Con: The next edition should be published as two separate volumes. The book contains over 1100 pages and this is already the upper limit of what most people are prepared to deal with.
Con: The section on passing and returning objects tends to ramble on forever (pages 1013 - 1061) without really making a point.
Con: The book contains far too much advertising clutter. There are 6 pages of promotional ads, 8 pages of biased reader reviews, 9 pages of legal [stuff]. I simply cut these pages out. Now the first page in my book is the overview - the way it should have been in the first place.
on March 18, 2006
This is NOT a beginner's book. The sheer size of this weighty tome is overwhelming, and it does not come with rollers. It is a great book for your second pass thru Java, certainly more so than any other book that I've looked at. I have extensive teaching experience and I do spend lots of time examing books. Eckel is a very readable and much more than competent writer as attested to by the great sucess with his previous C and C++ books. They are still great reading and studying books. For Java starters, you can't do much better than the Sierra and Bates book, 'HeadFirst Java' from O'Reilly. (By the way, at good price from Amazon). Check out their newest, Design Patterns in Java. Everything in the 4th edition of this now classic Eckel book looks more polished. In agreement with other reviewers, this book lacks a polished publishing job. Where are the pictures ? A little UML might be nice. Can we get a nicer font and less huge margins.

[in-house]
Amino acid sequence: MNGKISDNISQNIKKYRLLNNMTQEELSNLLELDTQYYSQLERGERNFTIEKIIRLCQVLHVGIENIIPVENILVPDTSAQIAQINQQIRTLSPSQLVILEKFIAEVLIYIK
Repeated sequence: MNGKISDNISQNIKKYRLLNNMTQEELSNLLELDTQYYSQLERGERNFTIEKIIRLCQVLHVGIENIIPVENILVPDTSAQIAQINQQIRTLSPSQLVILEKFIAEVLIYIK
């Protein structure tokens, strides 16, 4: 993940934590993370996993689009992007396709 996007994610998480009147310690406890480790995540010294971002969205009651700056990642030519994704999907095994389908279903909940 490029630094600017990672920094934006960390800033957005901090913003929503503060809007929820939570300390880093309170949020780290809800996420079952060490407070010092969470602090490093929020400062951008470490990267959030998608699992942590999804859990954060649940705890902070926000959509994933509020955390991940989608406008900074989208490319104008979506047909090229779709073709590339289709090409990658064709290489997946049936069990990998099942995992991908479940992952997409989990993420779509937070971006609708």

This review is dedicated to the memory of the Sahara Forest.
on July 5, 2000